- Adenocarcinoma is the most common type of lung cancer in the United States and usually begins along the outer sections of the lungs. It is also the most common type of lung cancer in people who have never smoked.
- Large cell carcinomas are a group of cancers with large, abnormal-looking cells. These tumors may begin anywhere in the lungs and tend to grow quickly.
- Squamous cell carcinoma is also called epidermoid carcinoma. It often begins in the bronchi near the middle of the lungs.
For non-small cell lung cancers that have not spread beyond the lung, surgery is used to remove the cancer. Surgery may also be used in combination with radiation therapy and chemotherapy in cancers that are more advanced. These treatments can also be given prior to surgery to shrink tumors and prevent the spread of cancer cells through the blood stream. This is called neoadjuvant therapy.
Small Cell Lung Cancer
Almost all cases of small cell lung cancer are due to cigarette smoking. It is a fast-growing cancer that spreads much more quickly than other types of lung cancer. There are two different types of small cell lung cancer:
- Small cell carcinoma (oat cell cancer; most small cell lung cancers are of the oat cell type)
- Combined small cell carcinoma
Surgery is most commonly used in non-small cell lung cancers and less frequently in small cell lung cancer, which tends to spread more quickly to other parts of the body.
Chemotherapy is the most common treatment for small cell lung cancer, as these medicines circulate throughout the body killing lung cancer cells that may have spread outside of the lung.
Radiation therapy is frequently used in combination with chemotherapy when the tumor is confined to the lung and other areas inside of the chest. Radiation therapy may also be used to prevent or treat the development of small cell lung cancer that has spread to the brain (metastasis).
In radiation therapy, precisely targeted X-rays are used to destroy localized cancer cells. Radiation therapy can be used to prevent tumor recurrence after surgery, to treat tumors in patients who are not candidates for surgery or to treat tumors causing symptoms in other parts of the body.
Mesothelioma is a rare cancer of the chest lining, most often caused by asbestos exposure. It accounts for about 5 percent of all lung cancer cases. Mesothelioma develops over a long period time, from 30 to 50 years between exposure to asbestos and getting the cancer.
Most people who develop mesothelioma worked in places where they inhaled asbestos particles.
Once mesothelioma has been diagnosed, it is staged, which tells the patient and doctors how large the tumor is and where is has progressed beyond the initial site.
Chemotherapy, radiation and surgery can all be part of the treatment for mesothelioma. Combined approaches that utilize these therapies together — particularly using chemotherapy prior to surgery, as well as new drugs that specifically target mesothelioma cells — are currently being tested.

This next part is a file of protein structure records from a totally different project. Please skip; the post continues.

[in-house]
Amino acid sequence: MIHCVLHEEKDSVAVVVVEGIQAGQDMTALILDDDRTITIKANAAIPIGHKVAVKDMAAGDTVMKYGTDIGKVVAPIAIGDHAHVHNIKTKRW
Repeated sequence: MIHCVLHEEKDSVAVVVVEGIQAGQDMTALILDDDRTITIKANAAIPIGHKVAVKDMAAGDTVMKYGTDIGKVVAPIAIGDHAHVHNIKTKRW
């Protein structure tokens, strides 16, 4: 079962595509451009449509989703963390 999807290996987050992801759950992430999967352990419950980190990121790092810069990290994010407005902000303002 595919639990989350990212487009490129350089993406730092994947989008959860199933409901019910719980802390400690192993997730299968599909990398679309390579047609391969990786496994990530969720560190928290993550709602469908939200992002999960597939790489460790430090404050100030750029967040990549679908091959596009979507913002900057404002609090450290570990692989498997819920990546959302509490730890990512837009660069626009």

Lung cancer specialists at Johns Hopkins use surgery, radiation, chemotherapy or all three to treat mesothelioma.
Chest wall tumors are rare. other cancers, tumors found in the chest wall may be malignant or benign. Malignant tumors must be treated. Benign tumors will be treated depending on where they are located and the symptoms they cause. If a tumor presses against a lung so that a patient can't breathe, for example, then it must be treated.
Types of Chest Wall Tumors
Tumors found in the chest wall are also categorized by whether they are primary tumors (starting in the chest wall) or metastatic tumors (spread to the chest wall from cancer that started elsewhere, such as in the breast). All metastatic tumors are malignant. In children, most chest wall tumors are primary, while they are more often metastatic in adults. Primary tumors start in the bones or muscles located in the chest wall.
Sarcomas — tumors that start in bone or muscle tissue, or more rarely in other types of tissue — are the most common type of primary tumor found in the chest wall.
Some cancers in the lung are the result of pulmonary metastasis — cancer that began in another part of the body and spread to the lung through the lymphatic system or bloodstream. Almost any cancer can metastasize to the lung. Some cancers that often spread to the lung are:
Carcinoid tumors are rare cancers that most often appear in the stomach or intestines. However, they sometimes start in the lung. Carcinoid tumors can be classified as either typical or atypical.
- Typical carcinoids grow slowly and don't often spread beyond the lungs. Nine 10 lung carcinoids are typical carcinoids.
- Atypical carcinoids grow faster and are slightly more ly to spread outside the lungs.
Carcinoid tumors are also sometimes categorized by where they start in the lung:
- Central carcinoids form in the bronchi, which are the large airways located near the center of the lungs. Most lung carcinoid tumors start there. These carcinoids are almost always typical carcinoids.
- Peripheral carcinoids develop in the smaller airways on the edges of the lungs and they too are almost always typical carcinoids.